Saturday, May 14, 2005

Deciding Treatment Options for Kitty

As my regular readers know, when my grandmother died in March, I adopted her cat. The cat is 21 years old. And upon our first visit to the vet, we learned that she has kidney failure.

Kitty generally seems to be enjoying life. She is more full of energy than either of my other two cats (both of whom are half her age).

We have tried making the recommendations provided by our veterinarians. First, we treated her for her ear and urinary tract infections (with antibiotic pills and ear drops that she hated). Then, we put her on a low-protein, low-phosphorous diet (which she also hates). Now they are asking us to inject her with fluids under her skin every other day. When I went to the vet's office to learn which fluids we would be using, how often I would be giving them, where to dispose of the needles, etc, they asked me to do a demonstration on the cat. I did not admit I was a nurse, not wanting to intimidate them, and honestly, not 100% certain of technique on a cat, as my patients are all human.

Afterwards, Kitty hid under a counter and behind a trashcan. She has *never* hid from me before. So, we can probably agree that she did not like having the fluids put under her skin.

Working in palliative care, I, of course, have to wonder. What would Kitty want? To eat whatever she wants and not get pills and needles and live for perhaps a few more months? Or would she want all these annoyances in order to be able to live for another year or two? (The vet actually did not give me a prognosis with and without treatment, but in the next visit I will ask for one).

My Sweetie and I are in disagreement. Sweetie wants all of the interventions. She says that the cat seems to have more energy after the fluids are given and thus has overall better quality of life. I'm not convinced.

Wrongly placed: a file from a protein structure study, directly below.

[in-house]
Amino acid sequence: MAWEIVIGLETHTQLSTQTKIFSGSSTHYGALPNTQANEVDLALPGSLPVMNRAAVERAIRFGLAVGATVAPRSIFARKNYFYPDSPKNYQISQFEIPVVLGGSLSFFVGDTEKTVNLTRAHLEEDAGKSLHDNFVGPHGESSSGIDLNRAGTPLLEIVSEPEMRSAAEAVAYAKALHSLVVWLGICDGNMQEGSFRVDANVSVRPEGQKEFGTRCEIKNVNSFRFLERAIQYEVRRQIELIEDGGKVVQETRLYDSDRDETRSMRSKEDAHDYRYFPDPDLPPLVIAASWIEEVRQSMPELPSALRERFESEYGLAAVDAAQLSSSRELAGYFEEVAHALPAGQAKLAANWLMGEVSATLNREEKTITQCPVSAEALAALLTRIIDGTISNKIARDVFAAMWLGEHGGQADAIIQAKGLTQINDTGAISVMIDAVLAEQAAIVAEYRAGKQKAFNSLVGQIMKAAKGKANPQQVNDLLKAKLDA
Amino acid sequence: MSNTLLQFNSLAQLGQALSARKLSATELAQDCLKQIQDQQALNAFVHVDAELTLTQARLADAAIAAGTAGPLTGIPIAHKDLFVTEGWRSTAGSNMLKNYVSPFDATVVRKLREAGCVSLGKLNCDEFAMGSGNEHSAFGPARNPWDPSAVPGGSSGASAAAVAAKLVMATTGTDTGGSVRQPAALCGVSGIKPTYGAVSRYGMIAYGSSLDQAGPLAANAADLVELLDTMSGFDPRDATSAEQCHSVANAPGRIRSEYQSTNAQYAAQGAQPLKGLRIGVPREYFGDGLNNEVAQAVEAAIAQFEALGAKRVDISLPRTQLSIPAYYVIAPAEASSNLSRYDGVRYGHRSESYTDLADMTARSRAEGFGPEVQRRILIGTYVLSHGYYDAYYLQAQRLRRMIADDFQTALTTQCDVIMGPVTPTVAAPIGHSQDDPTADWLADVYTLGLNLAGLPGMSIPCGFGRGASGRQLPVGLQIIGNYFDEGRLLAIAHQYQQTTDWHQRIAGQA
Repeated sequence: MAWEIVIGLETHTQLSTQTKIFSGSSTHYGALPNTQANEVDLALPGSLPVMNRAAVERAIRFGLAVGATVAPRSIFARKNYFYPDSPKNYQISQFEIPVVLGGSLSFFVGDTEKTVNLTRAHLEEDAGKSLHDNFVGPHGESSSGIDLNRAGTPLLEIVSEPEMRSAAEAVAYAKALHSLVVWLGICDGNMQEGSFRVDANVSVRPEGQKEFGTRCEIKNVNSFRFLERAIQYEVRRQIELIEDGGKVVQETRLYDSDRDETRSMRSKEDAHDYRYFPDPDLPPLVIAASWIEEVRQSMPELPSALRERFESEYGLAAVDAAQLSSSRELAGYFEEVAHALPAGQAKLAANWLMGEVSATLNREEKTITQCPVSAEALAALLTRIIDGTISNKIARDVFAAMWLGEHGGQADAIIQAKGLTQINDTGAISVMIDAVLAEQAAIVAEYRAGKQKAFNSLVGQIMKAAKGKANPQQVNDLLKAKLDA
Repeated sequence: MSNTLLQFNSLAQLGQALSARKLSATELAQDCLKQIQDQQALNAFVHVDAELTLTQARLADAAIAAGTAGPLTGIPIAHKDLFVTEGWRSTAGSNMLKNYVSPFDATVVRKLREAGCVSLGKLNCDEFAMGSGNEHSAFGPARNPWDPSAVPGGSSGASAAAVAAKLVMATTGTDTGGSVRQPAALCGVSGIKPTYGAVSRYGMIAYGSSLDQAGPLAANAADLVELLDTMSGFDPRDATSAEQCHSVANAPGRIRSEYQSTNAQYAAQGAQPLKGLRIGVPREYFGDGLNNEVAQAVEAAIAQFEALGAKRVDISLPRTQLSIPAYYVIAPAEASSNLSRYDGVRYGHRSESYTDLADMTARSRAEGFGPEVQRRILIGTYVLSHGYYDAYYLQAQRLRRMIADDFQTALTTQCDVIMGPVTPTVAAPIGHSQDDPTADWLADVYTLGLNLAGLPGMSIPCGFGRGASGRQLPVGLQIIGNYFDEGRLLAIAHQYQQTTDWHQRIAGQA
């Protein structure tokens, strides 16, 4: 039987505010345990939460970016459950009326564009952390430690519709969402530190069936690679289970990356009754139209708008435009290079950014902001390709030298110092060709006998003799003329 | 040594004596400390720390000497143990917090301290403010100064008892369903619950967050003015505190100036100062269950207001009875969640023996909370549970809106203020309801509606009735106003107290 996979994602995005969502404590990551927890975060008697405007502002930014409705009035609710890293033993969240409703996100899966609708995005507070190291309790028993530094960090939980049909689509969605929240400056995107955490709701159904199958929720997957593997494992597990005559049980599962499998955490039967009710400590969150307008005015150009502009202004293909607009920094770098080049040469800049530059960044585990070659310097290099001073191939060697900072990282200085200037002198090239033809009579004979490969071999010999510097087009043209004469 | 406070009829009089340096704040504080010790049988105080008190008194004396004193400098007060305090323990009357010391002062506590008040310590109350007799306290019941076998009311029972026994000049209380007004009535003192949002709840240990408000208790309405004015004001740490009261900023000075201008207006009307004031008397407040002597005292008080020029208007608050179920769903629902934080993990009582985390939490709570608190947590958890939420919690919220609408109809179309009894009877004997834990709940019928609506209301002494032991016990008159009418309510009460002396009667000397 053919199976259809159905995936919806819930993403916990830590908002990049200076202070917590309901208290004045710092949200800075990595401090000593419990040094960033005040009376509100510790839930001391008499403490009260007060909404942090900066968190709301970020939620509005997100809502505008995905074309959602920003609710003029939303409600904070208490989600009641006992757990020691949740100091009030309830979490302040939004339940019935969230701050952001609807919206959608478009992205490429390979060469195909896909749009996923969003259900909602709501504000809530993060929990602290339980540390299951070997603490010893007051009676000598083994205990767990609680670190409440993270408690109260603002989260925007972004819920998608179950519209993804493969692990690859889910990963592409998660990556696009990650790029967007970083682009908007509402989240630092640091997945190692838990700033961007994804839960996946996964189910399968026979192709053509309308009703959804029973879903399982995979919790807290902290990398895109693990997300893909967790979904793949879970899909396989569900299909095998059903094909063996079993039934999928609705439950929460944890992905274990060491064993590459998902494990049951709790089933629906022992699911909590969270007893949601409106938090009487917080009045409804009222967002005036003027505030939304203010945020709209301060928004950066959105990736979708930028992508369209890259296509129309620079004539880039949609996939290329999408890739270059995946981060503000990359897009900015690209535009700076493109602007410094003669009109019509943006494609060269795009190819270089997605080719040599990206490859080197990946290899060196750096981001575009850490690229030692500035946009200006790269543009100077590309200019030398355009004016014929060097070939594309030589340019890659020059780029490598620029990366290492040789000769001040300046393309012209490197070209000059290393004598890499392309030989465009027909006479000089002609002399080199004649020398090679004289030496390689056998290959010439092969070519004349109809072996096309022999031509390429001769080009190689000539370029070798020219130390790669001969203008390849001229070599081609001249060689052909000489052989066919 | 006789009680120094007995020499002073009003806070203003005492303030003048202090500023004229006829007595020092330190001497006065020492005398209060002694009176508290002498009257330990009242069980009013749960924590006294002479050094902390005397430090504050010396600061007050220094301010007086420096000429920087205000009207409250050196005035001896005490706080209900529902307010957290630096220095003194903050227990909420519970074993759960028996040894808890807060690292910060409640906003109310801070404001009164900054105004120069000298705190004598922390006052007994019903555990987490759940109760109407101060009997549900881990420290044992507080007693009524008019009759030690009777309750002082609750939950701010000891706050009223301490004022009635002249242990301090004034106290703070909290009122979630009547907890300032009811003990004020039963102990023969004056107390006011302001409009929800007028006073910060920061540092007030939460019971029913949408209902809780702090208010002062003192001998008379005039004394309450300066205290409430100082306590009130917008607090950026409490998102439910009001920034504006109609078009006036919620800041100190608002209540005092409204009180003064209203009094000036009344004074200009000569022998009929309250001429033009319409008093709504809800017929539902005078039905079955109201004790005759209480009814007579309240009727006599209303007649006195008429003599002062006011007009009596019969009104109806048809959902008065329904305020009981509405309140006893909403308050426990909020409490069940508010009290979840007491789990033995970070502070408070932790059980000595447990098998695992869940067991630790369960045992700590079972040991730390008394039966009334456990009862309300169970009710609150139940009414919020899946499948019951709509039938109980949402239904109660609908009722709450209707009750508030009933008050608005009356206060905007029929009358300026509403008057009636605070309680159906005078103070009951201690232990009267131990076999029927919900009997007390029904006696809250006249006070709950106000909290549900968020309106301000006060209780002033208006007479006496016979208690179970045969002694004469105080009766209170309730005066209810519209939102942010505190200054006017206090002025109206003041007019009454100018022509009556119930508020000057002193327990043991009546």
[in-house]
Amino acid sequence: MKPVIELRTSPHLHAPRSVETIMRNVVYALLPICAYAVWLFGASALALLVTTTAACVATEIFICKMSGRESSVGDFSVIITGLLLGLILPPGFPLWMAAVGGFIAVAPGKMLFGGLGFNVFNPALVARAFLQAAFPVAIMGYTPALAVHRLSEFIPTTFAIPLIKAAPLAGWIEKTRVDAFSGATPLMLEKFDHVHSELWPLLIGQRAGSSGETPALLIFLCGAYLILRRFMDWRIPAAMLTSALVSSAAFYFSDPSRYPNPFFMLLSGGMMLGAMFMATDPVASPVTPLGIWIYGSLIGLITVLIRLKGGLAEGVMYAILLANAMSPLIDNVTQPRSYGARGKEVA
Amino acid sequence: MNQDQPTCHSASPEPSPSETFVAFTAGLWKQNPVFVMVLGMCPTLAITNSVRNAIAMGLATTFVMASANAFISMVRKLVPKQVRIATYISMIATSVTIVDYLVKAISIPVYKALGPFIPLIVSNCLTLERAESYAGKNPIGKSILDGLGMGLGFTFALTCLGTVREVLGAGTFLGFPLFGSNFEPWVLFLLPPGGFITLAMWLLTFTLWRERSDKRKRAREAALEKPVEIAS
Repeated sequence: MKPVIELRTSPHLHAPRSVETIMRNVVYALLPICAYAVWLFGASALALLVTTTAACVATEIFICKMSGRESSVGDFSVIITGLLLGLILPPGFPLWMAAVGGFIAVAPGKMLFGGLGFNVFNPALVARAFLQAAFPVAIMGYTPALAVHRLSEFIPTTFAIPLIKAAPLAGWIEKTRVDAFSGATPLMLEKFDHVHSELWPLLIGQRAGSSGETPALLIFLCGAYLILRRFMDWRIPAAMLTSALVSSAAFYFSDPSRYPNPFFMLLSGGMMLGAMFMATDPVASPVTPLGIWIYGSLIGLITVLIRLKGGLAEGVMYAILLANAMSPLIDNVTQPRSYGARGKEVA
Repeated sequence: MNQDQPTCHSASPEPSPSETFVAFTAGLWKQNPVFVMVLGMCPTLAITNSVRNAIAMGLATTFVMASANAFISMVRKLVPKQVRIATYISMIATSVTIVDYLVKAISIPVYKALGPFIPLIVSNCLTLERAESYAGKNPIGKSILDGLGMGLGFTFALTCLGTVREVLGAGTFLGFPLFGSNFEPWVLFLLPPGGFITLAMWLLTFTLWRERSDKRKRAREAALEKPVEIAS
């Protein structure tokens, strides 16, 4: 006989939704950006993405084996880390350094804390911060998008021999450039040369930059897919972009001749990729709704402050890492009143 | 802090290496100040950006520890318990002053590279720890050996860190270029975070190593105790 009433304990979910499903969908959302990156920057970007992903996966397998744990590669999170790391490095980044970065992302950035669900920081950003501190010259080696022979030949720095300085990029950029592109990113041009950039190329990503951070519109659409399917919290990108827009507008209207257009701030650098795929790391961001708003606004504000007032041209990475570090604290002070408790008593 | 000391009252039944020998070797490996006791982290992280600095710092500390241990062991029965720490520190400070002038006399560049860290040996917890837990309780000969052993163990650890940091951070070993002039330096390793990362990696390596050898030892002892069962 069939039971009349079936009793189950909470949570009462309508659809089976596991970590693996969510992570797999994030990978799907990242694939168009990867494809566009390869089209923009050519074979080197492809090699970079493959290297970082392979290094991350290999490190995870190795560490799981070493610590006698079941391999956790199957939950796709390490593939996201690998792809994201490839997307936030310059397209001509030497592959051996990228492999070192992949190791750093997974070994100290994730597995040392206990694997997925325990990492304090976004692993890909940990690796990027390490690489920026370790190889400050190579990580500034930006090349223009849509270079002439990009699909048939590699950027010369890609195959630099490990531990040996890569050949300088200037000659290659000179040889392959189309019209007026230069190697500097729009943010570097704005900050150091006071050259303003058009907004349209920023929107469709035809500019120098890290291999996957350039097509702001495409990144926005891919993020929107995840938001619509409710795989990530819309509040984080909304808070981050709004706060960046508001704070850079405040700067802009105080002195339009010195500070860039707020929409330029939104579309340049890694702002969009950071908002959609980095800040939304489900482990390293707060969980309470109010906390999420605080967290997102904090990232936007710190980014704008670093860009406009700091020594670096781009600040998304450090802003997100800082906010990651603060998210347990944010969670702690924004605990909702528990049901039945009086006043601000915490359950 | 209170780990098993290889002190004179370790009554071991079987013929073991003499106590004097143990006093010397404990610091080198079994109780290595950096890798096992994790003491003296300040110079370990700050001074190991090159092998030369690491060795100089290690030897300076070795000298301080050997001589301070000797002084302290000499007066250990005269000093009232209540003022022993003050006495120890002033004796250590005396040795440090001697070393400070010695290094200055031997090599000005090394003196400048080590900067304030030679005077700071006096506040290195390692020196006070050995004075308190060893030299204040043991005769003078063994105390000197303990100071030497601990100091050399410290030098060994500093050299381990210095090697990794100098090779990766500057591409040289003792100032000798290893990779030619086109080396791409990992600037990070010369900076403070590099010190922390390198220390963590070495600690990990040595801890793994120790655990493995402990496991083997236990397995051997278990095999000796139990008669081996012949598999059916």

Anyway... it's been an interesting dilemma to have been faced with in my home. And surprising that despite all Sweetie has learned about Palliative Care that she would disagree with me that all of the life-prolonging measures may give Kitty more quantity of life for substantially less quality of life.

My grandmother would definitely agree with me. Of course, she only took the cat to the vet to get her nails clipped (which I do more comfortably myself at home). Having a Christian Science background, my grandmother was definitely a minimalist when it came to medicine. But I don't necessarily want to totally do what my grandmother would have done. Because, ultimately, I want what is best for the cat.

Sweetie has recently realized that the decisions we are making are bigger than she'd first thought and is giving it some thought. I think we will end up trying a few of the fluid boluses at home and see whether or not Kitty tolerates them any better in a safer environment. And meanwhile, in the interest of giving her enough calories to survive on and some quality of life, I am sneaking Kitty some of her favorite treats that are no longer on her diet plan. ;-)

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